These women depict themselves as willfully submissive and obedient. Although the obedient, passive and loyal portrayals of themselves assisted white women in gaining divorces from their husbands as well as a portion of the economic resources in many cases; they simultaneously reinforced white gender roles and the white sexism that is associated. Moreover, when white women frame themselves as the sole victims of their husbands’ “affairs” with enslaved black women, they reinforce a narrative which focuses all attention on their own needs and the role of the court in protecting white women from men who have failed to achieve white male virtue, as opposed to acknowledging the needs of the black women who were sexually victimized and requiring of legal protection against rape.

Some white women also enacted a form of secondary abuse through physical and verbal punishment against the enslaved black women who had been sexually violated by white men. Through physical and verbal abuse, white women could transfer their feelings of humiliation, jealousy, or degradation into feelings of racial superiority over female slaves. Because white women were unable to enact any behaviors which would give them power over their white husbands this physical abuse directed at the enslaved black women simultaneously reflects the gender-subordinated and racially-privileged status that white women held. Not only did white women reinforce racial oppression through their responses, and lack of responses, to their husbands’ sexual violence, but they also reinforced their own oppression as white women by failing to resist the white male behaviors and white male dominated structures which ensure their gender subordination.

Today, although interracial rape of black women by white men has decreased significantly from the antebellum period, the intersecting institutions of oppression which shaped the identities and influenced the dynamics between white women, white men, black women, and black men persist. This raises the questions, in what ways are intersecting institutions of oppression creating incentives for some groups to partake in oppressive racial and gender performances and acts of domination today, and how does each group contribute to the overarching intersectional system of oppression?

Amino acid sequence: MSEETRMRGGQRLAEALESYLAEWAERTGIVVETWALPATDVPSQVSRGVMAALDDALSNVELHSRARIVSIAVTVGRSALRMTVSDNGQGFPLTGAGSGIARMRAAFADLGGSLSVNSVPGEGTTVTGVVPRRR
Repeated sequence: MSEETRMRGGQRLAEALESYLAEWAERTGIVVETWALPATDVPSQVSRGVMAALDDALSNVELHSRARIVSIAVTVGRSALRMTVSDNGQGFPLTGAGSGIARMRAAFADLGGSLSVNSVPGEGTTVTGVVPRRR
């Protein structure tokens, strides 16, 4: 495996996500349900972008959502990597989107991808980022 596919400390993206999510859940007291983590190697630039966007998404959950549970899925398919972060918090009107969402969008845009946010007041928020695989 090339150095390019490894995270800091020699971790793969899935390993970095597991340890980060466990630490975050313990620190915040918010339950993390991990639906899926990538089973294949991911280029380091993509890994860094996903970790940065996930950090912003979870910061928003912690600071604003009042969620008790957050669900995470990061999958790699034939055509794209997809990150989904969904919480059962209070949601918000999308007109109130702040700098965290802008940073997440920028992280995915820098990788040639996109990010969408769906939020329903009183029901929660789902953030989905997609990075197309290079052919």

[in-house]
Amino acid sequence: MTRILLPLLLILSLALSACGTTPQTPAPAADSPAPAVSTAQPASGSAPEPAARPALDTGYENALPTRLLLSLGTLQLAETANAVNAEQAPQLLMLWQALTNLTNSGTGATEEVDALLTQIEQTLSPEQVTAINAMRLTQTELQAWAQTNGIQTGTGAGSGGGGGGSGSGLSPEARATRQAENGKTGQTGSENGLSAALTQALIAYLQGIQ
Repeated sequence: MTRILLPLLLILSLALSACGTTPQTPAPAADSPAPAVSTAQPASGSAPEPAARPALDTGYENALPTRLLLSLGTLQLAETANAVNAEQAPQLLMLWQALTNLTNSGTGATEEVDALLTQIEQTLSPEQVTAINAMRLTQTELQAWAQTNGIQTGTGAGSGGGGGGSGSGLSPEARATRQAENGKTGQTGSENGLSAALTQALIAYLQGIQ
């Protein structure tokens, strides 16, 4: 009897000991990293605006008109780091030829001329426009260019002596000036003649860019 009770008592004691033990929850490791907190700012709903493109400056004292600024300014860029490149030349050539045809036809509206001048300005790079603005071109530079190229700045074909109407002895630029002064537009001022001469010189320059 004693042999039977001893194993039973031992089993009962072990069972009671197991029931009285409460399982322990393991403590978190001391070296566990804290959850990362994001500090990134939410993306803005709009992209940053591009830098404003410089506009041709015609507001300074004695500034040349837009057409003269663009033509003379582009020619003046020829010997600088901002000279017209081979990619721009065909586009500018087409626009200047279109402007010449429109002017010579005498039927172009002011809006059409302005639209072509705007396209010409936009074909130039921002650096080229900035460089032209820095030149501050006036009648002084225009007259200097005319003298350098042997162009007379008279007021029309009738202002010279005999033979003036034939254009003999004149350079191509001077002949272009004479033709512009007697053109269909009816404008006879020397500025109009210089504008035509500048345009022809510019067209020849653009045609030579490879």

Rachel is a Phd student doing her dissertation work on this issue of the extensive sexual coercion and rape of Black women by white men during the slavery era.

On MLK Holiday, Much Work to be Done as Structural Racism Persists

Today is the annual Martin Luther King Day celebration.  In the U.S., this is a federal holiday and means that government offices and many schools (including my own) are closed in honor of Dr. King.  Even this modest commemoration was a hard won victory over a racist resistance to the holiday by those who oppose civil rights.  As we reflect on Dr.King’s legacy, it’s important to recognize there is much unfinished business in achieving racial justice.  This infographic from the  Economic Policy Institute illustrates the work still to be done.